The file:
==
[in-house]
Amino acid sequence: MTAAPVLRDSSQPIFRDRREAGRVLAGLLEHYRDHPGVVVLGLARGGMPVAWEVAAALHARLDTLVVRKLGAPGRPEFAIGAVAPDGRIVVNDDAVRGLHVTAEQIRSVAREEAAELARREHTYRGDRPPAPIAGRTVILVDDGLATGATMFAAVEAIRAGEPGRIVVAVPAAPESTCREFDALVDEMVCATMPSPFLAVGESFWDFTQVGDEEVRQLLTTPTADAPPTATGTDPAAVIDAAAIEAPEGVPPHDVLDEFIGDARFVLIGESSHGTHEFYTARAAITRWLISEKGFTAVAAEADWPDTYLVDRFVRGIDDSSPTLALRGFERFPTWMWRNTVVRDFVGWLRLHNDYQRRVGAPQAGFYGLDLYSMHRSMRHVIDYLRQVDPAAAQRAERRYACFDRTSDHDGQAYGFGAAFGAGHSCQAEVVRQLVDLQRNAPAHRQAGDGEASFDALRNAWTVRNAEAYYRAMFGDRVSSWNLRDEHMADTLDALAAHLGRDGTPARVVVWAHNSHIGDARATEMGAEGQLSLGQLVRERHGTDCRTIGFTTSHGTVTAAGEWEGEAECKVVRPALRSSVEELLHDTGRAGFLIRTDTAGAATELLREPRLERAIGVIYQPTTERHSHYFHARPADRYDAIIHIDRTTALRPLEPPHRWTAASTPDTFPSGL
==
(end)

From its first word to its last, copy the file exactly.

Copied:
[in-house]
Amino acid sequence: MTAAPVLRDSSQPIFRDRREAGRVLAGLLEHYRDHPGVVVLGLARGGMPVAWEVAAALHARLDTLVVRKLGAPGRPEFAIGAVAPDGRIVVNDDAVRGLHVTAEQIRSVAREEAAELARREHTYRGDRPPAPIAGRTVILVDDGLATGATMFAAVEAIRAGEPGRIVVAVPAAPESTCREFDALVDEMVCATMPSPFLAVGESFWDFTQVGDEEVRQLLTTPTADAPPTATGTDPAAVIDAAAIEAPEGVPPHDVLDEFIGDARFVLIGESSHGTHEFYTARAAITRWLISEKGFTAVAAEADWPDTYLVDRFVRGIDDSSPTLALRGFERFPTWMWRNTVVRDFVGWLRLHNDYQRRVGAPQAGFYGLDLYSMHRSMRHVIDYLRQVDPAAAQRAERRYACFDRTSDHDGQAYGFGAAFGAGHSCQAEVVRQLVDLQRNAPAHRQAGDGEASFDALRNAWTVRNAEAYYRAMFGDRVSSWNLRDEHMADTLDALAAHLGRDGTPARVVVWAHNSHIGDARATEMGAEGQLSLGQLVRERHGTDCRTIGFTTSHGTVTAAGEWEGEAECKVVRPALRSSVEELLHDTGRAGFLIRTDTAGAATELLREPRLERAIGVIYQPTTERHSHYFHARPADRYDAIIHIDRTTALRPLEPPHRWTAASTPDTFPSGL